# What is a circle?

By Murray Bourne, 11 Apr 2011

Japanese flag

Most people would describe the Japanese flag as being "a red circle on a white background". But is it really, mathematically speaking?

Reader Irshad Hussain recently asked for "a clear definition of a circle." He wondered if the circle is only a boundry or does it include the whole interior also?

When you think "circle", do you see a **curve**, like this:

Or do you think of it as a **region**, like this?

Math Open Reference defines a circle as:

A line forming a closed loop, every point on which is a fixed distance from a center point.

This is the first diagram above.

The American Heritage Science Dictionary gives the following definition, also considering the circle as a curve, not a region:

A closed curve whose points are all on the same plane and at the same distance from a fixed point (the center).

Wolfram|Alpha also defines it as a plane curve. (And that's all. Even though it lists several important equations for circles, no mention is made of the property of equidistance from a point).

Google's definitions cover both cases, but give precedence to the region definition (the second diagram):

1. A round plane figure whose boundary (the circumference) consists of points equidistant from a fixed point (the center)

2. The line enclosing such a figure

Here's a definition that gives a broader view:

Ellipse in which the two axes are of equal length.

One of the silliest definitions is from the The American Heritage Dictionary:

Circle: A planar region bounded by a circle.

How can an object be bounded by itself? One could argue the definition itself is circular. đź™‚

## Is the circular region a disk?

The simplest solution is to define a **circle** as a plane curve and a **disk** as a plane region, bounded by a circle. However, "disk" to me suggests a 3-dimensional object (a very flat cylinder).

What are your thoughts on how we should define a cirlce?

See the 7 Comments below.

11 Apr 2011 at 7:43 pm [Comment permalink]

I believe that a circle is a curve, mathematically. We talk about "equation of a circle" which defines a curve (the region enclosed would be described by x^2+y^2<r^2). The region inside the curve is a disk (or disc).

In our everyday life, however, a circle can refer to both the curve and the region enclosed in the curve.

Read Wikipedia for more information:

14 Apr 2011 at 12:19 am [Comment permalink]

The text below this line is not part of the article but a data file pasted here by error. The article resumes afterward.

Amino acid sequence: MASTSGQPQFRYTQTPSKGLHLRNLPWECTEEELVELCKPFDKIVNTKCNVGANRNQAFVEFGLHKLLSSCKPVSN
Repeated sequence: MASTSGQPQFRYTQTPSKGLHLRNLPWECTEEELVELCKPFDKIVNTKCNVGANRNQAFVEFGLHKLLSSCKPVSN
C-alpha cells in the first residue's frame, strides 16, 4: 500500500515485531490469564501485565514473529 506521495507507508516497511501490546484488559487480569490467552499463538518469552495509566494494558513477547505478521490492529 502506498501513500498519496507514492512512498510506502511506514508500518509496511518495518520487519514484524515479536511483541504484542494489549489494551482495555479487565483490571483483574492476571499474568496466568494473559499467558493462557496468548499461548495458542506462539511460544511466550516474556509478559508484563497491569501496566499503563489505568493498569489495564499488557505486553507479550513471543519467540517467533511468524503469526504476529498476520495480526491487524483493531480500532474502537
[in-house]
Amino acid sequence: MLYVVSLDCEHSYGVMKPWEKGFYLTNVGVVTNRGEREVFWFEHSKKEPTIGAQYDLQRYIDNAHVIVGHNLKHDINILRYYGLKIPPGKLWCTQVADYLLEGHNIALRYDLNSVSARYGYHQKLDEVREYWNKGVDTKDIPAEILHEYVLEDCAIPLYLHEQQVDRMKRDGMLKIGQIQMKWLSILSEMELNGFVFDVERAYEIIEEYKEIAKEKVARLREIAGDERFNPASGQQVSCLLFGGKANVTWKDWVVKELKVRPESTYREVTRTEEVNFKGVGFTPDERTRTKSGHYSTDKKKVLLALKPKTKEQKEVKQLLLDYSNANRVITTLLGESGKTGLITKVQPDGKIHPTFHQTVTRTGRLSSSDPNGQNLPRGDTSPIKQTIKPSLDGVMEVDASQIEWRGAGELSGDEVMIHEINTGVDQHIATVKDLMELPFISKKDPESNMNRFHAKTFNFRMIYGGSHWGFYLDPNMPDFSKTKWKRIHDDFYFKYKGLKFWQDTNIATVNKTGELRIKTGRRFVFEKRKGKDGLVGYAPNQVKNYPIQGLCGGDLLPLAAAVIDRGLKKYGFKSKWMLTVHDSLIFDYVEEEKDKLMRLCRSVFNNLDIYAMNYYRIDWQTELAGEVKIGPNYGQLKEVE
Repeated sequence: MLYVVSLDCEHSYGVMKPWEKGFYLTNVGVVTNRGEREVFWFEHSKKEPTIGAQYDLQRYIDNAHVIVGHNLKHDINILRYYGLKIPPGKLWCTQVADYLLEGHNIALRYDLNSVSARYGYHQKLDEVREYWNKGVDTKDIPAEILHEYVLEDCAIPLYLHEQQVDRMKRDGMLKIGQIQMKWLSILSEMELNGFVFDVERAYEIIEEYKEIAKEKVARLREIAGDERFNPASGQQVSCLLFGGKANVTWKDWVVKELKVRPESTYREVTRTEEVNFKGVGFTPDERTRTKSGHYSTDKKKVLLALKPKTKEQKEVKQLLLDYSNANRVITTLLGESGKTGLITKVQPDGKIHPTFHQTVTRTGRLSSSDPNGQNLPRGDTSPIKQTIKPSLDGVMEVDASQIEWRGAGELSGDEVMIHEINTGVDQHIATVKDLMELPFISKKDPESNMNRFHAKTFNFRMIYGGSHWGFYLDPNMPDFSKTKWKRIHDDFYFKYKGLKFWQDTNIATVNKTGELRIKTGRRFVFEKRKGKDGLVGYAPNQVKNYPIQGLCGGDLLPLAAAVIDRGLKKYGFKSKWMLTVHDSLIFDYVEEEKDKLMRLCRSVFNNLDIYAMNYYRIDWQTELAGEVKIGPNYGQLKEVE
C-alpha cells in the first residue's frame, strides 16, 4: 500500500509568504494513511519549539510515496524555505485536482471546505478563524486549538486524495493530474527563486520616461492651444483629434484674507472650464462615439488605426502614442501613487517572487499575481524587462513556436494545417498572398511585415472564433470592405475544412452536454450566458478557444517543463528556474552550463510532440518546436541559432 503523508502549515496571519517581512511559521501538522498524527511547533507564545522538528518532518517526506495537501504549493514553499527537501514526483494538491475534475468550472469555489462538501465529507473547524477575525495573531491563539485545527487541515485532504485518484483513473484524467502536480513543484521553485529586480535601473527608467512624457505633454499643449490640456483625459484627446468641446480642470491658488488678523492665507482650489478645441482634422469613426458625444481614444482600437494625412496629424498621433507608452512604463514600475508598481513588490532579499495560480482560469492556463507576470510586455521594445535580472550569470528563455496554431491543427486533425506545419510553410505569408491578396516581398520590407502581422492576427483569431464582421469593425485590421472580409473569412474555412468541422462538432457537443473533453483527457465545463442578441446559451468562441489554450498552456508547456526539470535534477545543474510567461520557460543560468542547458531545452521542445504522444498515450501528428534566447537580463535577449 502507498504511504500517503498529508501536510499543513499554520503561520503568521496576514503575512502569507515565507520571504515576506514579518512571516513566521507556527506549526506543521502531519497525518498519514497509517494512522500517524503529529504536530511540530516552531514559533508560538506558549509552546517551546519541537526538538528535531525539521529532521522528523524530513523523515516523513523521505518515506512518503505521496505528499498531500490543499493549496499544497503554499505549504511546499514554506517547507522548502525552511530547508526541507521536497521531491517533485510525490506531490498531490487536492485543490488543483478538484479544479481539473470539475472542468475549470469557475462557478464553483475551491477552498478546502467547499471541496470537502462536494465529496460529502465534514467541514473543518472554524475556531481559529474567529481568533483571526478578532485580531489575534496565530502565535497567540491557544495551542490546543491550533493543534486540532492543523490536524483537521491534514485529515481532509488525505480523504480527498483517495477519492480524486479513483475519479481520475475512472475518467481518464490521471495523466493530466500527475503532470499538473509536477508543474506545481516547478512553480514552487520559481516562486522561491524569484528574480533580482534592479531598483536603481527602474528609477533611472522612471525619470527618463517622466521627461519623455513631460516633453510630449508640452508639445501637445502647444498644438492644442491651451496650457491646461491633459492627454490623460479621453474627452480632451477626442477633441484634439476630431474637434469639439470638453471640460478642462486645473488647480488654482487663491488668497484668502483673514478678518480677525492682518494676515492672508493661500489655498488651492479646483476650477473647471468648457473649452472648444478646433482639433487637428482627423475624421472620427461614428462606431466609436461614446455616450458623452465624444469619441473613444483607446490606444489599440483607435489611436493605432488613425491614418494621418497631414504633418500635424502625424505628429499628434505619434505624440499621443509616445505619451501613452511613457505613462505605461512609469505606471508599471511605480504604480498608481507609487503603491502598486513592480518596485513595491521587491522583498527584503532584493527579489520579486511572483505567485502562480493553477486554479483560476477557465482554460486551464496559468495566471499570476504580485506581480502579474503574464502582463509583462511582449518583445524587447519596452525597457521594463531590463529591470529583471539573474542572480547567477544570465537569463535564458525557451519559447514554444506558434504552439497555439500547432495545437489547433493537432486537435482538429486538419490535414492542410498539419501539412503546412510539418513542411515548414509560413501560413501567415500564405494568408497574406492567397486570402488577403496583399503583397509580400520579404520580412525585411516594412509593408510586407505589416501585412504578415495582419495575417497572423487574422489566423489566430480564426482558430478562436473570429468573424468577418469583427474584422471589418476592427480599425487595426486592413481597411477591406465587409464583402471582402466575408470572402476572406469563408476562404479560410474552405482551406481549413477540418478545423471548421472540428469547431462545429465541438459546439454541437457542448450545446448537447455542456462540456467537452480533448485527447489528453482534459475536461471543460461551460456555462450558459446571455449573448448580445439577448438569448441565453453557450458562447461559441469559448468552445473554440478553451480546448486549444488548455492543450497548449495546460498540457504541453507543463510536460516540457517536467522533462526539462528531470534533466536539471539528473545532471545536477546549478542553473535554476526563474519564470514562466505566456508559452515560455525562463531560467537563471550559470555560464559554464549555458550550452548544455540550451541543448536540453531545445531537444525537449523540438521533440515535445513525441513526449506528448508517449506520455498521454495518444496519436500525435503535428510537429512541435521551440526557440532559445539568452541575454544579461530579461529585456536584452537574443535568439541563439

Based on the "abnormally high" number of theorems on the circle, no doubt the circle is often taken to be the most beautiful curve in the all of mathematics - simple but not simplistic.

There are enough properties of (and thousands of conjectures to work on) the circle to keep one mathematically busy for a three- or four-scores-and-ten lifespan.

Let me end on a spiritual note:

"The nature of God is a circle of which the center is everywhere and the circumference is nowhere."

AnonymousCircularly yours

23 Apr 2011 at 11:46 am [Comment permalink]

The easiest way to define a circle is "The locus of points equidistant from a fixed point i.e. the center of the circle"...

Also x^2+y^2=r^2 implies that only the boundary and not the region inside the circle

5 Jun 2011 at 1:20 pm [Comment permalink]

But didn't we all have classes that asked "What is the area of this circle?" and "What is the circumference of this circle?"

If a circle is only a line, then it would have an area of zero.

4 Feb 2016 at 11:07 am [Comment permalink]

A circle is the locus of a point on which all points are equidistant from a fixed internal point known as the center.(sorry, for grammatical mistakes, if any)

18 Mar 2016 at 2:30 pm [Comment permalink]

Circle,1.any object which is perfectly round; ie. âŠ™

2. Used in mathematics,social sciences, religion, astronomy, literature, and various forms of sports and arts , often deviating from the first definition .

3. Beginning at any point , going in 360Â° .

15 Feb 2018 at 1:09 am [Comment permalink]

Three ways to define a circle mathematically. 1)Locus of points:The set of points in a plane equidistant from a fixed point called the center.

2)Conic Sections:The intersection of a plane and a right circular cone such that the plane is perpendicular to the axis of the cone.

3)Algebraically:The set of ordered pairs satisfying the equation (x-h)^2+(y-k)^2=r^2 where (h,k) is the center and r is the radius.